Prior to protocol implementation, patient arrival to echocardiogram varied from 1 hour 35 min to greater than 2 days. Post-protocol implementation, average door to echocardiogram was reduced from 15 hours 2 min to 5 hours 1 min (figure 3). In addition, patient arrival to anticoagulation therapy was reduced from 7 hours 28 min to 3 hours 27 min post-protocol (figure 4).
Lessons and limitations
The protocol was used to determine necessary resources needed to provide excellent care for patients with SMPE. The project led to a standardised institutional SMPE definition and treatment pathway. Stat echocardiogram is now performed on patients with SMPE in addition to reporting RV/LV ratios. The protocol improved emergency medicine and critical care physician comfort and knowledge of appropriate ultrasound-enhanced thrombolysis treatment without an increase or decrease in utilisation.
Our SMPE protocol was adapted from the PERT reported by Kabrhel et al with several key differences. According to their protocol, the PERT was activated by a referring physician via a 24 hour phone line for patients with radiographically confirmed PE or for patients with high clinical suspicion of PE, including patients with low risk, submassive and massive PE. The PERT examined clinical information, communicated via a multidisciplinary online meeting and sent back a recommendation to the referring physician.5 6 At our institution, activation of the protocol was specific to patients with SMPE and initiated a computerised order set that included pre-checked echocardiogram, ancillary studies and official consultations with critical care and interventional cardiology. As part of the official consultation, emergency physicians paged critical care and interventional cardiologists who then came to the ED for an in-person consultation. In addition, the referring physician was involved in the treatment decision-making process.
A limitation of this study was that it was performed at a single institution and results cannot be generalised. Additionally, cardiology was the only service performing ultrasound-enhanced thrombolysis; therefore, this protocol may not be applicable to all institutions. We learnt that even when providing education on the protocol several times, utilising several communication methods, not everyone seemed aware of the protocol and failed to follow the protocol. A limitation of the study was that knowledge of SMPE recognition, therapy and the protocol was not directly measured. RV/LV ratios were not documented for all acute patients with PE resulting in fewer total patients in the post-intervention group. Continued communication efforts are essential even after the initial education.
Prior to the protocol, multiple therapeutic pathways existed. The standardised approach of the protocol provided clear direction and was well received by emergency medicine physicians. The goal of the standardised protocol to reduce variability in SMPE recognition and treatment was met. After 1 year, the protocol was changed so that a stat echocardiogram was no longer required for all patients but instead is at the discretion of the emergency physician and critical care physicians. Therefore, sustainability of the protocol was not tested. Of note, the volume of stat echocardiograms has not changed since completion of the project. Protocols can be used as an interim approach to standardised care, teach physicians an institutionally preferred process and increase comfort in treating diagnoses which may have variability in presentation, risk stratification methods and treatment pathways.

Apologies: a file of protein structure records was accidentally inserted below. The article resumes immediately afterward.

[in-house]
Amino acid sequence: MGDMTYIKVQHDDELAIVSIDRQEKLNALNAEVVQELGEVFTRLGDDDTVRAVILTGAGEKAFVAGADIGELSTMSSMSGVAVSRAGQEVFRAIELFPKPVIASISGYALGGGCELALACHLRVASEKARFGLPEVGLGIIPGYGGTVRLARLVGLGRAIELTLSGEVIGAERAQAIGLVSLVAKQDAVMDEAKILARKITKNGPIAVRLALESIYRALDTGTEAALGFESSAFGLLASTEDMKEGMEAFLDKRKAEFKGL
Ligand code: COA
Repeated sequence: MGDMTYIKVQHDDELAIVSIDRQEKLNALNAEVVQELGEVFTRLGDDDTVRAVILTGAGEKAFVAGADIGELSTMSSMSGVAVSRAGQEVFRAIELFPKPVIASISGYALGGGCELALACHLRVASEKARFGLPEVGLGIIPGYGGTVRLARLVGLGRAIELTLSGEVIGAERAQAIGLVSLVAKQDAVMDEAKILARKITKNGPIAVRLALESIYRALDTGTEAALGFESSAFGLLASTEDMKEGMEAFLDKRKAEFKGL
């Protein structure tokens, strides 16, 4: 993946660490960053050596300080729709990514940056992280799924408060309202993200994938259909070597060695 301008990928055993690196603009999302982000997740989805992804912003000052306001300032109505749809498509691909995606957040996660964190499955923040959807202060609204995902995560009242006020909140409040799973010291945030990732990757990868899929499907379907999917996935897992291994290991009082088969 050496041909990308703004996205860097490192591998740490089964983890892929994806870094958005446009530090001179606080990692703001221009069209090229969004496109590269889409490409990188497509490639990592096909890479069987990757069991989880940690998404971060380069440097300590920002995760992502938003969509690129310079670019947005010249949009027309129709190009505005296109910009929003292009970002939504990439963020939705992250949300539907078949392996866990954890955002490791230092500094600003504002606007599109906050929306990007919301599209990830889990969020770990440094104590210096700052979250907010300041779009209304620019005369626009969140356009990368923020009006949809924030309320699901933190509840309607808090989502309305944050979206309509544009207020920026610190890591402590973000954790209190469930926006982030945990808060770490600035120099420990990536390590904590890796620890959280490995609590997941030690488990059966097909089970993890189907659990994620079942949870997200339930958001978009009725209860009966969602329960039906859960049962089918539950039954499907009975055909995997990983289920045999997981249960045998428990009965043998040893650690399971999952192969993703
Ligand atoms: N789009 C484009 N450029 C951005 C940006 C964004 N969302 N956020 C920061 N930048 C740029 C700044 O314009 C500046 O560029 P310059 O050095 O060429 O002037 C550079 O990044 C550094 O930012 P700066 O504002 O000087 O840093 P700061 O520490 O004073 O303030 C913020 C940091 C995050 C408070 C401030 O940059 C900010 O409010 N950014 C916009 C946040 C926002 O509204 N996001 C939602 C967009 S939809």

The SMPE protocol has effectively standardised the definition and treatment approach to patients with SMPE. The percent of patients with SMPE with critical care and cardiology consultations was increased significantly. Patient arrival to echocardiogram was significantly reduced in addition to reduced patient arrival to anticoagulation. The standardised approach successfully clarified the diagnosis and treatment of patients with SMPE and encouraged collaboration between specialties.
Contributors KG contributed to study concept and design, acquisition of data, analysis and interpretation of data and drafting and critical revision of the manuscript. CJ contributed to acquisition of data, drafting and critical revision of the manuscript and statistical expertise. KC contributed to acquisition, analysis and interpretation of the data. PW contributed to study concept and design and study supervision. DG contributed to study concept and design, analysis and interpretation of data, drafting and critical revision of the manuscript and study supervision. All contributors reviewed the manuscript.
Funding The authors have not declared a specific grant for this research from any funding agency in the public, commercial or not-for-profit sectors.
Competing interests None declared.
Patient consent Not required.
Provenance and peer review Not commissioned; externally peer reviewed.